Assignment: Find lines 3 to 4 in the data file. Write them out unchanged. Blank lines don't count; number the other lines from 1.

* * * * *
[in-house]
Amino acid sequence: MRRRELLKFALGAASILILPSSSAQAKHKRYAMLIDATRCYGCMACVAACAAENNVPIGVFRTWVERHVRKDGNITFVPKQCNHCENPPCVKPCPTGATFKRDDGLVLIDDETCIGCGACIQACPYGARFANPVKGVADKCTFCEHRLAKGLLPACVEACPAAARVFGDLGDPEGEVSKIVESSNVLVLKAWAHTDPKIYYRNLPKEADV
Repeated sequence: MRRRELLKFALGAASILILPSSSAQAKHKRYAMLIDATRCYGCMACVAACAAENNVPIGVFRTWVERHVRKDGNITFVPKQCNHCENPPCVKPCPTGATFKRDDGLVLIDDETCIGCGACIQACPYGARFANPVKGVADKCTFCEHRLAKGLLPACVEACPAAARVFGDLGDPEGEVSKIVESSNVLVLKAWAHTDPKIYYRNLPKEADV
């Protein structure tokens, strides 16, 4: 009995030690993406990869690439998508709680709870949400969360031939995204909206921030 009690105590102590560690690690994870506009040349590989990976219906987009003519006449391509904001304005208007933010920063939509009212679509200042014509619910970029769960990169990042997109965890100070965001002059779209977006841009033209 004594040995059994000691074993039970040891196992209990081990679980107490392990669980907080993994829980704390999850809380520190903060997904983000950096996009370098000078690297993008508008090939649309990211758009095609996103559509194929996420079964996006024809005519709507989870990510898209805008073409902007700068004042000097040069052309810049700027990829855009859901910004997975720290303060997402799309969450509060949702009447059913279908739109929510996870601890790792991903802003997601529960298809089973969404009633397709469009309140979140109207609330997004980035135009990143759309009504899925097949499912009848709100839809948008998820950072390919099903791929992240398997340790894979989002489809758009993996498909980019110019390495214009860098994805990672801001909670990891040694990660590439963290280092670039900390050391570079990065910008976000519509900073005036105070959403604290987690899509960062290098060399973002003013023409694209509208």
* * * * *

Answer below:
Repeated sequence: MRRRELLKFALGAASILILPSSSAQAKHKRYAMLIDATRCYGCMACVAACAAENNVPIGVFRTWVERHVRKDGNITFVPKQCNHCENPPCVKPCPTGATFKRDDGLVLIDDETCIGCGACIQACPYGARFANPVKGVADKCTFCEHRLAKGLLPACVEACPAAARVFGDLGDPEGEVSKIVESSNVLVLKAWAHTDPKIYYRNLPKEADV
């Protein structure tokens, strides 16, 4: 009995030690993406990869690439998508709680709870949400969360031939995204909206921030 009690105590102590560690690690994870506009040349590989990976219906987009003519006449391509904001304005208007933010920063939509009212679509200042014509619910970029769960990169990042997109965890100070965001002059779209977006841009033209 004594040995059994000691074993039970040891196992209990081990679980107490392990669980907080993994829980704390999850809380520190903060997904983000950096996009370098000078690297993008508008090939649309990211758009095609996103559509194929996420079964996006024809005519709507989870990510898209805008073409902007700068004042000097040069052309810049700027990829855009859901910004997975720290303060997402799309969450509060949702009447059913279908739109929510996870601890790792991903802003997601529960298809089973969404009633397709469009309140979140109207609330997004980035135009990143759309009504899925097949499912009848709100839809948008998820950072390919099903791929992240398997340790894979989002489809758009993996498909980019110019390495214009860098994805990672801001909670990891040694990660590439963290280092670039900390050391570079990065910008976000519509900073005036105070959403604290987690899509960062290098060399973002003013023409694209509208």